Yes/No questions


The only way in which an utterance is marked as a yes/no question is by altering the intonation of a statement sentence: the pitch rises towards the end of the sentence. For example:

Chemtan ertad mokhval, 'you will come with me'
Chemtan ertad mokhval?, 'will you come with me?'

Tag questions


Those tag questions which expect an affirmative answer may employ the particle xom in second position within the sentence. Compare statement, yes/no question, and tag question expecting an affirmative answer:

Dghes k'argi amindia, 'The weather is good today'
Dghes k'argi amindia?, 'is the weather good today?'
Dghes khom k'argi amindia?, 'the weather is good today, isn't it?'

These sentences contain an -a- suffixed to the word amindi 'weather'. It is a reduced form of the verb aris, 'is'. Note that the tag question in Georgian does not include any of the three recognized negative particles (see subsection, "Negation"); the particle khom by itself conveys the meaning. However, if the answer expected is negative, then a negative particle and the full form aris are added right after khom:

Dghes khom ar aris k'argi amindi?, 'the weather is not good today, is it?'

There is a particle, tu, which can be used to make a question more polite. The particle tu has many meanings in Georgian; in this context it cannot be exactly translated to English. Compare:

Chai ginda?, 'do you want some tea?'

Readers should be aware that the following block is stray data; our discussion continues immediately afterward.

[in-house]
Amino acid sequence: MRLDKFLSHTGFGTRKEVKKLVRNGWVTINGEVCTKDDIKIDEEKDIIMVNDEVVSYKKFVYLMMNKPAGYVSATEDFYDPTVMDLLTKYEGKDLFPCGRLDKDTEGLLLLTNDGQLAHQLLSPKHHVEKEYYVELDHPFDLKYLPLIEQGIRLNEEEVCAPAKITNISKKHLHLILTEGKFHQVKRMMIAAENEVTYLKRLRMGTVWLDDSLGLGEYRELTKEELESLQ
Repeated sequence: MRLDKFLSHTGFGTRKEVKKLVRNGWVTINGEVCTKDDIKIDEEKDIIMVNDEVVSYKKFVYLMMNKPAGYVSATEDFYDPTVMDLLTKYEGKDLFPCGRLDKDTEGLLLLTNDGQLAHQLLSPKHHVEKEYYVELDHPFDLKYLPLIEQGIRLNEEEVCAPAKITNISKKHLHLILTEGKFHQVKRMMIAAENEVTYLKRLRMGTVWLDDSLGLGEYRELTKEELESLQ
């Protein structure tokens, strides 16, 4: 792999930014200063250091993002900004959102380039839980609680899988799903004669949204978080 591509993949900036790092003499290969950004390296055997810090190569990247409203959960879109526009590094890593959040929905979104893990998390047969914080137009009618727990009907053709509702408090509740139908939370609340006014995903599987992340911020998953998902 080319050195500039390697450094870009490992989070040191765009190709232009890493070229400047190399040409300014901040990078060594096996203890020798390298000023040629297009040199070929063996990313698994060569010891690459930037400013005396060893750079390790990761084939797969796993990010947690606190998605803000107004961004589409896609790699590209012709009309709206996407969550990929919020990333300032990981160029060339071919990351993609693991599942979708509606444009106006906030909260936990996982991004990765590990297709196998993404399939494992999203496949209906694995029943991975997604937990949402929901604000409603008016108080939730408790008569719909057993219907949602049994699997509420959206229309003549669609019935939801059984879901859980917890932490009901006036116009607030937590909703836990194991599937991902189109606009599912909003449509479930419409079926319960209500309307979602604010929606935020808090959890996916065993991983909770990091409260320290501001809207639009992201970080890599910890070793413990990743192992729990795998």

Chai tu ginda?, 'would you like some tea?'



Interrogative adjectives and interrogative pronouns are declined differently. An example of an interrogative adjective in English is which, as in "which city do you like the most?", while an example of an interrogative pronoun which is in the sentence "which (one) will you take?".

Some interrogative pronouns in Georgian are:

Georgian English
ra what?
vin who?
ramdeni how much (many)
romeli which
rogor how
rat'om why
ristvis what for
sad where
rodis when
  • სად ცხოვრობთ?
  • Where do you live?
  • რამდენი წლის ხარ?
  • How old are you?



There are three kinds of negation particles in Georgian: ar, 'not', ver, 'cannot', and nu, 'do not!. Ar is the chief one. Ver is only used to indicate that the grammatical subject of the sentence is not able to carry out an action. Nu is only used when giving negative commands. Examples:

Tsasvla ar minda, 'I do not want to go'
Ver movedi, 'I could not come'
Nu nerviulob!, 'don't worry!'

These three particles can be modified with the suffix -ghar, to create particles meaning 'no longer, no more':

ar, 'not' → aghar, 'no longer, not anymore'
ver, 'cannot' → veghar, 'can no longer, cannot anymore'
nu, 'do not' → nughar, 'do no longer, do not anymore'

Examples of the use of these derived negative words:

Pexburts aghar vtamashob, 'I do not play football anymore'
Veghar vch'am, 'I cannot eat anymore'
Nughar iparav!, 'do not steal anymore!'